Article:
Weeds and Wildflowers! What is a hedgerow? In the cultured, organized sense, it is meant to be a barrier of trees and shrubs planted to mark boundary lines or to keep grazing animals contained. In the sloppier sense, it is the buffer of wild plants at the corners of a property. It is that definition…
Weeds and Wildflowers!
What is a hedgerow? In the cultured, organized sense, it is meant to be a barrier of trees and shrubs planted to mark boundary lines or to keep grazing animals contained. In the sloppier sense, it is the buffer of wild plants at the corners of a property. It is that definition that inspired one of my favorite jelly creation!
I went outdoors just before noon when all of the dew was dried and the oils in the plants at their most fragrant. My intention was to gather only the flowers of Queen Anne’s Lace, who is in her full bloom this week! But there were so many other lovely flowers…my eyes kept catching on the bobbing, bright purplish-red clover heads. I kept bringing to mind the store of dried wild rose blossoms from earlier this spring, and the stash of last year’s dried elderflowers that needed to be used. And so the recipe grew and changed…like they usually do!
The base of this jelly is an infusion of wildflowers. Specifically, this recipe was based on my previously successful Queen Anne’s Lace Flower Jelly, and so we will continue with having that be the base.
Visiting the Hedge:
I started off with gathering 10-15 heads of Queen Anne’s Lace Flowers. “Make sure it is really Queen Anne’s Lace, and not her cousin, Poisonous Water Hemlock. Queen Annes Lace has a hairy stem and the distinct, piney scent associated with aromatics in the carrot family. Poison Hemlock is smooth and smells gross when you rub the leaf. (more identification tips more identification tips from QAL Flower Jelly)”
Assorted Edible Wildflowers:
In my yard, I was able to find red clover and a honeysuckle flower or two, as well as some native white yarrow. I also had some dried wild rose petals from earlier this summer, dried elderflowers from last year, and some red rose buds from Mountain Rose Herbs! I also use edible flowers and herbs to make Wildflower Mead every year.
Hedgerow Jelly Recipe
Before you begin, prepare your water bath canner and jars. I started my large canning pot of water to boil and add my jars and lids to sanitize while it comes up to temperature. Need a canning guide?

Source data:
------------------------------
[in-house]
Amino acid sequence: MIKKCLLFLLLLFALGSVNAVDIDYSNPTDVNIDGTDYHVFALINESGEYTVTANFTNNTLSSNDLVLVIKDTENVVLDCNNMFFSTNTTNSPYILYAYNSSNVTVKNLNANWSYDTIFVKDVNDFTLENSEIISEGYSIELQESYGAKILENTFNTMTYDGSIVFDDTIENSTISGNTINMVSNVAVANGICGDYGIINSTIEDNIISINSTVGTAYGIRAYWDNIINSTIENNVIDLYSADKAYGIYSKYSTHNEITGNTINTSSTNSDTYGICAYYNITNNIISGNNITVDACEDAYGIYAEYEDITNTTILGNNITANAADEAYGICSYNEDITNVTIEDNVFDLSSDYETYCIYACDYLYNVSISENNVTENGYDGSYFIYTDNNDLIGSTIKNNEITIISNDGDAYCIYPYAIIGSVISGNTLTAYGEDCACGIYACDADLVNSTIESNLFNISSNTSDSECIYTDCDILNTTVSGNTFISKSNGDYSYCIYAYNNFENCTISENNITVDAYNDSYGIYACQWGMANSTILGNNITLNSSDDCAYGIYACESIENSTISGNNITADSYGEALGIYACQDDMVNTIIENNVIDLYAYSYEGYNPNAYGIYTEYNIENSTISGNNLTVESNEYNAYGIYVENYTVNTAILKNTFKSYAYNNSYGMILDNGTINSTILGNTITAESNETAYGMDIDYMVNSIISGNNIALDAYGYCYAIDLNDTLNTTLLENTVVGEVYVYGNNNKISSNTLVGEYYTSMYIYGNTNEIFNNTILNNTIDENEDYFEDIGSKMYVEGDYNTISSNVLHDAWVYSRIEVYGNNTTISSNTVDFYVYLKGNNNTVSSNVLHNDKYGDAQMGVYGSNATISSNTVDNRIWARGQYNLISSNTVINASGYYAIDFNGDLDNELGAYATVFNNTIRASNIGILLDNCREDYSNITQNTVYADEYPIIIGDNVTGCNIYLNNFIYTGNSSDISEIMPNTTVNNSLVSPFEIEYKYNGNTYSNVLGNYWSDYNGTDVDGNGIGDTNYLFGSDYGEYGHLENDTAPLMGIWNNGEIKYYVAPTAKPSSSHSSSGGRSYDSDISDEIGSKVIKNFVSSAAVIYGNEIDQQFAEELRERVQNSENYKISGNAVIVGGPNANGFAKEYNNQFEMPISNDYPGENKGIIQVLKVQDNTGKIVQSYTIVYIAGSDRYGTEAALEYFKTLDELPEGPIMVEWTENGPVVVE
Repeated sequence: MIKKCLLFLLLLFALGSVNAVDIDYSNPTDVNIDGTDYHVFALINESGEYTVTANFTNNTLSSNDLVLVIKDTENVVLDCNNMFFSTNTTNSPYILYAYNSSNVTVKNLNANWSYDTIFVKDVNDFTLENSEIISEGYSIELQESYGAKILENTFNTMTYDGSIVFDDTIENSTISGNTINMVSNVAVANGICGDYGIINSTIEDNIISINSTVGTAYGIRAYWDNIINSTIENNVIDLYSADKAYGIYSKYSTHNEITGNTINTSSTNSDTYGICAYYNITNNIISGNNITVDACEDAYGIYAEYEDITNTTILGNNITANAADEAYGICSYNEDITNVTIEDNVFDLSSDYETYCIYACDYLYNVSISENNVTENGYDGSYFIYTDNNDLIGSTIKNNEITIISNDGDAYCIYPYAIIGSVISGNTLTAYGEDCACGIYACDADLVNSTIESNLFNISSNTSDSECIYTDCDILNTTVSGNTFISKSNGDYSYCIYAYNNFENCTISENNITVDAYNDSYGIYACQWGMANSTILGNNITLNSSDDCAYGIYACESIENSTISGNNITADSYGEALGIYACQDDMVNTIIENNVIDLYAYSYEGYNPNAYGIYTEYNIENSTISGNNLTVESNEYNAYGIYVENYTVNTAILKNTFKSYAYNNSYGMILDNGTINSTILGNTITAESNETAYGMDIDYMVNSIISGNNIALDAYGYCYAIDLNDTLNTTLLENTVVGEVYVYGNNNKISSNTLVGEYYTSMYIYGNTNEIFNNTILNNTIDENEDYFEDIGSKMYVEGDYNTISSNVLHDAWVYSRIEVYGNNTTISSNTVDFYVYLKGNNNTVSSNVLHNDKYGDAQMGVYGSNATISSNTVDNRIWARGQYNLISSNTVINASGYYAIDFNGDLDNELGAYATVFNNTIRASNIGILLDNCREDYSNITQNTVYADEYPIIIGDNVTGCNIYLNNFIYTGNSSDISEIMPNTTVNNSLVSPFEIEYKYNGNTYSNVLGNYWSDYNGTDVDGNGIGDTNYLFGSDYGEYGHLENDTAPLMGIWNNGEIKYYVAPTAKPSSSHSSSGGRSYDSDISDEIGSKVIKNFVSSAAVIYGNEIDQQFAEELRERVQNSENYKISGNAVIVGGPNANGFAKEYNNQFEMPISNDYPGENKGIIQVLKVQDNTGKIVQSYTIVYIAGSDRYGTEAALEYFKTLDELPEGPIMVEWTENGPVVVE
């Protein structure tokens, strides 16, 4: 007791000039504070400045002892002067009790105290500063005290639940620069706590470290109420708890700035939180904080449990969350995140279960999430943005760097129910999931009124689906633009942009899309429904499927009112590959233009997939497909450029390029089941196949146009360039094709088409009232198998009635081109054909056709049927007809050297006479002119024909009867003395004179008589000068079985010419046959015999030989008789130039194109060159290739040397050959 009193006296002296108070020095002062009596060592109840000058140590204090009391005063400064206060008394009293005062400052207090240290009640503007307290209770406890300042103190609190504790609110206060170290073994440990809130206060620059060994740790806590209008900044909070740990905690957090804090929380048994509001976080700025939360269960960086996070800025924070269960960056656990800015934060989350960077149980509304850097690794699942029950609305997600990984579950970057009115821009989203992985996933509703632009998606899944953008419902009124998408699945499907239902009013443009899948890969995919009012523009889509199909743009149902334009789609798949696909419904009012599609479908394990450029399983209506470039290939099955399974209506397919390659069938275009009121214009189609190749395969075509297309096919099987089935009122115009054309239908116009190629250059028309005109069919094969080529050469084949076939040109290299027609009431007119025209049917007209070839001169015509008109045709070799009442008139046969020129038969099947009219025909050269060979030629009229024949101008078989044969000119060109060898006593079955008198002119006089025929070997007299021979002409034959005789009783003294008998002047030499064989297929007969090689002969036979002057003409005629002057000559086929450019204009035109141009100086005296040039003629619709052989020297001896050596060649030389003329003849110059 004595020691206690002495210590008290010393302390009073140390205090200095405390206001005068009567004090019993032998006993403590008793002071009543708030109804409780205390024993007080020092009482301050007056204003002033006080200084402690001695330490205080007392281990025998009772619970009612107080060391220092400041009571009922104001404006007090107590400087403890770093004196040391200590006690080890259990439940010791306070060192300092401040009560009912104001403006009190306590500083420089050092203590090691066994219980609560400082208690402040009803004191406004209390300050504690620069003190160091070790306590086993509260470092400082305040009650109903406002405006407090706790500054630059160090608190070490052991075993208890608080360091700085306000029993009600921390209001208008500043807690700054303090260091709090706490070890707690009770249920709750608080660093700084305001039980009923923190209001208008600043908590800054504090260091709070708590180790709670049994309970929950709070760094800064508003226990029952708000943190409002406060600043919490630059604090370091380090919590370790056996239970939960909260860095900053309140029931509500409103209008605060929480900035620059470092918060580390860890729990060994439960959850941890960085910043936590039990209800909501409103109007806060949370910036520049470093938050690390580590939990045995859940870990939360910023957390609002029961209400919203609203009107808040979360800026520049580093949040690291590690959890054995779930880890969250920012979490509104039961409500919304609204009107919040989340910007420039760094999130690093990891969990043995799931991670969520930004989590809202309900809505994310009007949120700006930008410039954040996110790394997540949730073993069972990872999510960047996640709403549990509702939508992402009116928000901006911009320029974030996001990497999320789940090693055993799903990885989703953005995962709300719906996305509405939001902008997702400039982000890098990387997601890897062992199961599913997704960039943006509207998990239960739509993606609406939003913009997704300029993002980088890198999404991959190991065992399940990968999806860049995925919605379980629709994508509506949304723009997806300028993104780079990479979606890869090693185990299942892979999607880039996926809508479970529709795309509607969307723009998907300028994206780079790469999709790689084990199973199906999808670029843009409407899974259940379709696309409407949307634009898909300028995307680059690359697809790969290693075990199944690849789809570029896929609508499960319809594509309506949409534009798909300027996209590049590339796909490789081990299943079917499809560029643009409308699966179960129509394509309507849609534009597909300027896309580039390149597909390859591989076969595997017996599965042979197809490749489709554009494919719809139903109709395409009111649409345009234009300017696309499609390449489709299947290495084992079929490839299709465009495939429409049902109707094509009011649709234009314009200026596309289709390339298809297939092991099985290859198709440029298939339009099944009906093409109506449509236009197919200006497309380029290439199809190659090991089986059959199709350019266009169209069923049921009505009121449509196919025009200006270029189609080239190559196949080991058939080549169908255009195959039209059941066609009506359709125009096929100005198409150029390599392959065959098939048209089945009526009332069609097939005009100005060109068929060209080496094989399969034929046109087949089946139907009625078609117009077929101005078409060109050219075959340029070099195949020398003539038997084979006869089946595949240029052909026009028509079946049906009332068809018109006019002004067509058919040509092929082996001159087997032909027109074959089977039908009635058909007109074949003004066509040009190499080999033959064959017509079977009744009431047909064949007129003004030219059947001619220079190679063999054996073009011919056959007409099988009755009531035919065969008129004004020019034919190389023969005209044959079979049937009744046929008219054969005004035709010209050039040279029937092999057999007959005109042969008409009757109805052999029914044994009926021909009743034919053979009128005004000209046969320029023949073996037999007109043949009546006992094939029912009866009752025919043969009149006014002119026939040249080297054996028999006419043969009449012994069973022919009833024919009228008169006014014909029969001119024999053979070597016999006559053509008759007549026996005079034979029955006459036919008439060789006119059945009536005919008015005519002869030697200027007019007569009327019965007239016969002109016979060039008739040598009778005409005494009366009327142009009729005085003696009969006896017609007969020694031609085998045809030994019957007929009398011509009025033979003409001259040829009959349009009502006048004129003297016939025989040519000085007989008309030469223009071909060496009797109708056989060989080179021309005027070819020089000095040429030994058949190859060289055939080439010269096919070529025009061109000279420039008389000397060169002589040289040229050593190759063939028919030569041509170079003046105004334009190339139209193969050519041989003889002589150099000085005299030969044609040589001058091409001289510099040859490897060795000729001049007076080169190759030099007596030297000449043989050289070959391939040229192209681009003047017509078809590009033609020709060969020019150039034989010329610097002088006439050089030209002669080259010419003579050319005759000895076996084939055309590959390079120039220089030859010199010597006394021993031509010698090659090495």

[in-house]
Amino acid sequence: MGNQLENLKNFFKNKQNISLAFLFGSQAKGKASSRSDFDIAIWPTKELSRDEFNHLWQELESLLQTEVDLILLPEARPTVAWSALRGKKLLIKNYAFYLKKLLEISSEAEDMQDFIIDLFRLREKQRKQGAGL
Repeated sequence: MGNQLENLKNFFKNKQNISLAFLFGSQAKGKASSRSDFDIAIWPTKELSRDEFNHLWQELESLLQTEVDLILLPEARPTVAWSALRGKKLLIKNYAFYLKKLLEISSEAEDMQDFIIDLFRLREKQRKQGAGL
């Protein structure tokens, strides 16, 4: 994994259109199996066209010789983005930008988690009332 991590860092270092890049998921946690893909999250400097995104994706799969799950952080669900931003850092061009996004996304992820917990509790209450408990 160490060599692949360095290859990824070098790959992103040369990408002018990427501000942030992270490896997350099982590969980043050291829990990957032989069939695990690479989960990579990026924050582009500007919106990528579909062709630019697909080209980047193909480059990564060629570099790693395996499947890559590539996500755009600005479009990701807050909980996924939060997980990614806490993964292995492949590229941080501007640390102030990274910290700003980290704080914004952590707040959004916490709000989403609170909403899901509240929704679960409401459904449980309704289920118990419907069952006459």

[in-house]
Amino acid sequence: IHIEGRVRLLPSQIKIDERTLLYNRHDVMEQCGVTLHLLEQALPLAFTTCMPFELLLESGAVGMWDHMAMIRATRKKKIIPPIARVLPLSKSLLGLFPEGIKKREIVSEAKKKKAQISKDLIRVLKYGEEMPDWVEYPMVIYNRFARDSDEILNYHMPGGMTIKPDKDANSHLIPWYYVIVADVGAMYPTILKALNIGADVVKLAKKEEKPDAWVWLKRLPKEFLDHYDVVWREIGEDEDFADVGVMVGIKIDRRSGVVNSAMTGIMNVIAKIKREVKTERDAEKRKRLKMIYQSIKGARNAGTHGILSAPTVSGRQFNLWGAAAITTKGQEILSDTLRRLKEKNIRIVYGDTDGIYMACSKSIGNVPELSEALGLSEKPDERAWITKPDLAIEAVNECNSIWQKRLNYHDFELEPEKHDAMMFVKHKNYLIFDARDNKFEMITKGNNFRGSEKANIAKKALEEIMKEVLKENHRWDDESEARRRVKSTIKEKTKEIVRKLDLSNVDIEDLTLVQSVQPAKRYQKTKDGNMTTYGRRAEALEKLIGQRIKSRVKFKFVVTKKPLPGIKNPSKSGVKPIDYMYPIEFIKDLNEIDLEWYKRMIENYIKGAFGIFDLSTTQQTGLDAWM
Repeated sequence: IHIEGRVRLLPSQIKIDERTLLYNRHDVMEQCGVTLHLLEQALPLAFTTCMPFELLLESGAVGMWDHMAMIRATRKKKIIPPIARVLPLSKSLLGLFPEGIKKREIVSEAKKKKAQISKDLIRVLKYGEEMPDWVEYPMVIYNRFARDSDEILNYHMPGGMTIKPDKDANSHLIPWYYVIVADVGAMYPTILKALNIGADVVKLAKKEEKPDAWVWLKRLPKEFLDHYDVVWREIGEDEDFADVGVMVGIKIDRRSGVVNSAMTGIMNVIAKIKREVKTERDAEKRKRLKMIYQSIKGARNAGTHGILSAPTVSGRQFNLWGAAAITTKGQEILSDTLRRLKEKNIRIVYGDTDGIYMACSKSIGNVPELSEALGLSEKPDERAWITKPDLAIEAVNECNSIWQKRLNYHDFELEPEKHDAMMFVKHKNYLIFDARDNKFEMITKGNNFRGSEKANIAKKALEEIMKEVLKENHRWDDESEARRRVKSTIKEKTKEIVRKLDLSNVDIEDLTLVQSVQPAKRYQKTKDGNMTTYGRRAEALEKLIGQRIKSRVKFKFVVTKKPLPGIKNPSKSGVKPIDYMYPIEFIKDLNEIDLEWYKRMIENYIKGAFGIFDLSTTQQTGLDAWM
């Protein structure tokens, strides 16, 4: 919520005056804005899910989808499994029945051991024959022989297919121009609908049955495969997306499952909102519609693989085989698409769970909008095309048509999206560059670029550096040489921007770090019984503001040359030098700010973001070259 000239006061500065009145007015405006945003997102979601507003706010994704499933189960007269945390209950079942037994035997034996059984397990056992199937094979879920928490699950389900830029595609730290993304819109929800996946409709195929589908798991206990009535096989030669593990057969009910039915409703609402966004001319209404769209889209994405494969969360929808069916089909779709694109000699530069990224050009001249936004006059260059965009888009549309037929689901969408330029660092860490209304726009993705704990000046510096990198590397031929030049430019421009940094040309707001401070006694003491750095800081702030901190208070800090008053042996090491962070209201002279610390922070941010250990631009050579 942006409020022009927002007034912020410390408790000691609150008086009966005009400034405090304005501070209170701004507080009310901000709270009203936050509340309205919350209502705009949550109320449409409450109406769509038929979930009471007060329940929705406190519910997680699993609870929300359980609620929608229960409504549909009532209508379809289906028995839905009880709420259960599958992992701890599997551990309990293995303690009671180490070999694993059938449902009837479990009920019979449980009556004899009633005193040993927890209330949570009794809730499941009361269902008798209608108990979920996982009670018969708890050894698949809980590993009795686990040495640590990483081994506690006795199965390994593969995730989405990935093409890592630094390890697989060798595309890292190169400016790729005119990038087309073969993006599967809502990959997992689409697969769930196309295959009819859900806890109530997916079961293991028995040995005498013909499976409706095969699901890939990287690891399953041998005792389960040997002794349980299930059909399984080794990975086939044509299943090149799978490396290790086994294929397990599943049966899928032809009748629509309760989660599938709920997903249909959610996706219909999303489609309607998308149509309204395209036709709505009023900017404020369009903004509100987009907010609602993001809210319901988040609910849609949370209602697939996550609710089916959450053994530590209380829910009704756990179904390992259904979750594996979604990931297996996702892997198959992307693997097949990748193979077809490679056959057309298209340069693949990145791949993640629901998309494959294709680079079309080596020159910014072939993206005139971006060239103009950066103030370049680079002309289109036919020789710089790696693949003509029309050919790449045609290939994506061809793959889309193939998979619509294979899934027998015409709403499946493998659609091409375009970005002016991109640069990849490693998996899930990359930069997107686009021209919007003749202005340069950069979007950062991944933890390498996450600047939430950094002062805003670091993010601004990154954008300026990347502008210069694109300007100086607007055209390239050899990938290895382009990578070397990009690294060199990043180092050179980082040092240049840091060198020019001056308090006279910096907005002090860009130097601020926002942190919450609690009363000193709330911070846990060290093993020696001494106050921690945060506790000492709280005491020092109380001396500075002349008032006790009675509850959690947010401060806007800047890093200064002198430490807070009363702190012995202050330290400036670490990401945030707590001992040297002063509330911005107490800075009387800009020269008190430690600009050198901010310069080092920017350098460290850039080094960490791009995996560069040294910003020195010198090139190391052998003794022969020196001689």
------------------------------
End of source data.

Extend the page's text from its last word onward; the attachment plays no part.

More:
Start with a wildflower infusion:
Put your flowers of choice into a pot on the stove and add four cups of water. Allow it to just barely come to a boil, turn off the heat, close the lid, and let it steep for at least an hour. Strain the liquid and use cheesecloth or coffee filters to ensure that all the hidden buggies and petals are out of the liquid. Measure and put aside three cups of this flower infusion.
- 3 cups of the strained wildflower infusion
- 3 1/2 cups of sugar
- Juice of 1 lime (or lemon)
- Splash of Orange Blossom Water (optional)
- 6 tablespoons of pectin (I used Ball RealFruitTM Classic Pectin)
- Pour the three cups of infusion into a medium-sized cooking pot and turn it up to a medium-high heat.
- Add the lime juice and the pectin to the pot. Stir the mixture well, and often.
- Pull out your jars, lids, and rings to dry while you allow the pot to come to a full, rolling boil.
- Add the sugar and stir constantly until it returns to a rolling boil. Let it boil for one minute, and remove from heat.
- Pour or ladle the very hot jelly into the jars carefully.
- Wipe the rim with a clean cloth, and top each one with a sterilized lid.
- Process your jars as you wish. I use a hot water bath using the instructions given in the pectin box. Make sure to follow instructions carefully, including adding extra time due to your altitude! My jars were in for ten minutes instead of five.
- Label, date, and enjoy your spring and summer flavors all year long!